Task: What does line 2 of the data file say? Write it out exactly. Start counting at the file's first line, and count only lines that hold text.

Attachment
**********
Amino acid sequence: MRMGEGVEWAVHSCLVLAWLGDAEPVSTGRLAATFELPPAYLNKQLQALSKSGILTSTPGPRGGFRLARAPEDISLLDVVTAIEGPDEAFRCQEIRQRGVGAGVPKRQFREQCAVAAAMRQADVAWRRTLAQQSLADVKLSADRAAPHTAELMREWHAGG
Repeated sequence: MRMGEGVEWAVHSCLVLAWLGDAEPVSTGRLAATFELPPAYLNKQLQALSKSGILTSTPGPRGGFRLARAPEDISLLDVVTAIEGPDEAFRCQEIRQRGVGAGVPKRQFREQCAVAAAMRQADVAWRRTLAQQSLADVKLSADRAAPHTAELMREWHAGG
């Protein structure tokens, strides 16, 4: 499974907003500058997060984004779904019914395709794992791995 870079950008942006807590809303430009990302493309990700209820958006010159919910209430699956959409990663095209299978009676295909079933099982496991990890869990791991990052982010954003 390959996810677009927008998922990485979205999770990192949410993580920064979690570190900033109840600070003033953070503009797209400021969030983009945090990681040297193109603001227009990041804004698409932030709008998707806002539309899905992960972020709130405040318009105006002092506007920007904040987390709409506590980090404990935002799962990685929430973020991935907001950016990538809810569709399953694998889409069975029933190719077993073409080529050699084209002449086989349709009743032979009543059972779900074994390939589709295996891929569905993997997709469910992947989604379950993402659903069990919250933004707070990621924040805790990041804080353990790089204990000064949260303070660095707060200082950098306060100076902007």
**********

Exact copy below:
Repeated sequence: MRMGEGVEWAVHSCLVLAWLGDAEPVSTGRLAATFELPPAYLNKQLQALSKSGILTSTPGPRGGFRLARAPEDISLLDVVTAIEGPDEAFRCQEIRQRGVGAGVPKRQFREQCAVAAAMRQADVAWRRTLAQQSLADVKLSADRAAPHTAELMREWHAGG